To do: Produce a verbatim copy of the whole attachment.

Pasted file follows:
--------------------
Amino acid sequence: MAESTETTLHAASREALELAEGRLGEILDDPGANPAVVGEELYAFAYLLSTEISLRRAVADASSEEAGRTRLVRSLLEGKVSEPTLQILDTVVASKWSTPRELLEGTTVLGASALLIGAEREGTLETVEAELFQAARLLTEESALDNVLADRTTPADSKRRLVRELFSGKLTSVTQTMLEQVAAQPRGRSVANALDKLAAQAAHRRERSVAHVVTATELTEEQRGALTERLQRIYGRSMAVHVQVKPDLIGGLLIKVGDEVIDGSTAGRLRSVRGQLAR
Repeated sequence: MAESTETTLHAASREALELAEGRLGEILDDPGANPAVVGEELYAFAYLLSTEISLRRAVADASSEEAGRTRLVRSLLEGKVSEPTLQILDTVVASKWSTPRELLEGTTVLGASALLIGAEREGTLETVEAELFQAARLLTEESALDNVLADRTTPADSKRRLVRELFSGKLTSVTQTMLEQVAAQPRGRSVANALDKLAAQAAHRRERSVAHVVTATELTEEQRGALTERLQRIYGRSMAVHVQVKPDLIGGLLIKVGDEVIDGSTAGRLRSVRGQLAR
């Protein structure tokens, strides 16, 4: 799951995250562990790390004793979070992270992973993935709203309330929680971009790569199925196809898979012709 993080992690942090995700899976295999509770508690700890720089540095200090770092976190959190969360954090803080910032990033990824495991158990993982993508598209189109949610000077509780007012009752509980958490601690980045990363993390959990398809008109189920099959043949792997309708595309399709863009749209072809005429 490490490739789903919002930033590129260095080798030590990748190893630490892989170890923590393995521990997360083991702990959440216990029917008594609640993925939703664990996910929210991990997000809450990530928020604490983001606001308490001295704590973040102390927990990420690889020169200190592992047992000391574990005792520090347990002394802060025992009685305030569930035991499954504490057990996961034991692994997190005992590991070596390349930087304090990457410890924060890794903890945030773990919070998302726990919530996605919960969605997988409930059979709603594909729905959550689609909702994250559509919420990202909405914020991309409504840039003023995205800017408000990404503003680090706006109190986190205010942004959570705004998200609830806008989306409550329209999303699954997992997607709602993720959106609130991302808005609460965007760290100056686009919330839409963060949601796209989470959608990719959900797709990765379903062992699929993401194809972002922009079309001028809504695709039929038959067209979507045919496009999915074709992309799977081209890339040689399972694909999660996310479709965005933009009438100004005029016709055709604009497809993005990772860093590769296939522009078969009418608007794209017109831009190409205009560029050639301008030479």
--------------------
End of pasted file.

Amino acid sequence: MAESTETTLHAASREALELAEGRLGEILDDPGANPAVVGEELYAFAYLLSTEISLRRAVADASSEEAGRTRLVRSLLEGKVSEPTLQILDTVVASKWSTPRELLEGTTVLGASALLIGAEREGTLETVEAELFQAARLLTEESALDNVLADRTTPADSKRRLVRELFSGKLTSVTQTMLEQVAAQPRGRSVANALDKLAAQAAHRRERSVAHVVTATELTEEQRGALTERLQRIYGRSMAVHVQVKPDLIGGLLIKVGDEVIDGSTAGRLRSVRGQLAR
Repeated sequence: MAESTETTLHAASREALELAEGRLGEILDDPGANPAVVGEELYAFAYLLSTEISLRRAVADASSEEAGRTRLVRSLLEGKVSEPTLQILDTVVASKWSTPRELLEGTTVLGASALLIGAEREGTLETVEAELFQAARLLTEESALDNVLADRTTPADSKRRLVRELFSGKLTSVTQTMLEQVAAQPRGRSVANALDKLAAQAAHRRERSVAHVVTATELTEEQRGALTERLQRIYGRSMAVHVQVKPDLIGGLLIKVGDEVIDGSTAGRLRSVRGQLAR
């Protein structure tokens, strides 16, 4: 799951995250562990790390004793979070992270992973993935709203309330929680971009790569199925196809898979012709 993080992690942090995700899976295999509770508690700890720089540095200090770092976190959190969360954090803080910032990033990824495991158990993982993508598209189109949610000077509780007012009752509980958490601690980045990363993390959990398809008109189920099959043949792997309708595309399709863009749209072809005429 490490490739789903919002930033590129260095080798030590990748190893630490892989170890923590393995521990997360083991702990959440216990029917008594609640993925939703664990996910929210991990997000809450990530928020604490983001606001308490001295704590973040102390927990990420690889020169200190592992047992000391574990005792520090347990002394802060025992009685305030569930035991499954504490057990996961034991692994997190005992590991070596390349930087304090990457410890924060890794903890945030773990919070998302726990919530996605919960969605997988409930059979709603594909729905959550689609909702994250559509919420990202909405914020991309409504840039003023995205800017408000990404503003680090706006109190986190205010942004959570705004998200609830806008989306409550329209999303699954997992997607709602993720959106609130991302808005609460965007760290100056686009919330839409963060949601796209989470959608990719959900797709990765379903062992699929993401194809972002922009079309001028809504695709039929038959067209979507045919496009999915074709992309799977081209890339040689399972694909999660996310479709965005933009009438100004005029016709055709604009497809993005990772860093590769296939522009078969009418608007794209017109831009190409205009560029050639301008030479």